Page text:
Cloudy brown water soon a thing of the past in Glenmore Ellison

By John McDonald, infonews.ca, Oct 7, 2015 

CENTRAL OKANAGAN – It’s taken almost seven years and $20 million, but residents who have endured near constant water quality advisories in the Glenmore Ellison area are getting some relief.

Project coordinator Mike Rojem with the Glenmore Ellison Improvement District inside the new pump station.
Project coordinator Mike Rojem with the Glenmore Ellison Improvement District inside the new pump station.

Darwin Kutney, geneal manager of the Glenmore Ellison Improvement District, says its new Okanagan Lake intake and pump station plus a closed reservoir are set to begin service in March and will largely end the water quality complaints that come into the irrigation district each spring.

“We will soon have the best raw water quality in Kelowna,” Kutney says.

The irrigation district’s water quality problem is related to its unprotected upland surface water reservoir in Postill Lake, where vegetation and soil create tannins that can turn the water a yellow-brown colour.

When combined with sediment from Mill Creek during the spring run-off, Glenmore Ellison water would often come out of the taps cloudy and brown, looking like it came from an unflushed toilet rather than an upland lake.

Part of the solution was to move its water intakes off Mill Creek and the irrigation district has just finished spending $13 million constructing a state-of-the-art pumping station and deep-water intake on the shores of Okangan Lake in McKinley Landing.

It allows the irrigation district to pump water from 32 metres below the surface of the lake directly into the McKinley reservoir using a 42-inch water main and a series of powerful pumps that came on-line last January.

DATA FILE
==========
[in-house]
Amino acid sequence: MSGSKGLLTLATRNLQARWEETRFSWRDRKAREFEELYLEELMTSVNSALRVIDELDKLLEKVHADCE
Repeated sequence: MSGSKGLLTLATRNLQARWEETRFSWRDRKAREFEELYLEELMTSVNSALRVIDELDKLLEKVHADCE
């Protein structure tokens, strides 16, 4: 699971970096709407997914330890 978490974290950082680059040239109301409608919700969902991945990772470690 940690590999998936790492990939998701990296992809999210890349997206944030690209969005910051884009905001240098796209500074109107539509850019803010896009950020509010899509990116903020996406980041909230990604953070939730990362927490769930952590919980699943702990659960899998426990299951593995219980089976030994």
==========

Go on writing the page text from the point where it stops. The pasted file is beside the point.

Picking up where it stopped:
“Right away water quality was raised considerably,” Kutney says.

But the final piece of the puzzle is taking shape on the shores of the McKinley landing reservoir in the form of a 6,000-cubic metre closed concrete reservoir.

Due to come on-line in March, the $7-million reservoir will remove the final impediment to drinking water that fully meets standards set by the Interior Health Authority.

“Open reservoirs are subject to outside influences,” Kutney says, including contamination from people and animals.

Part of the new reservoir’s infrastructure includes a bypass of the open air reservoir, allowing water to be treated and introduced directly into the distribution system should it become contaminated.

The Glenmore Ellison Improvement District was established in 1921 to service the burgeoning orchard industry.

Since then, it has morphed into a primarily residential system serving 18,000 customers through 6,700 connections. It is one of five major water providers within Kelowna’s boundaries.

To contact the reporter for this story, email John McDonald at jmcdonald@infonews.ca or call 250-808-0143. To contact the editor, email mjones@infonews.ca or call 250-718-2724

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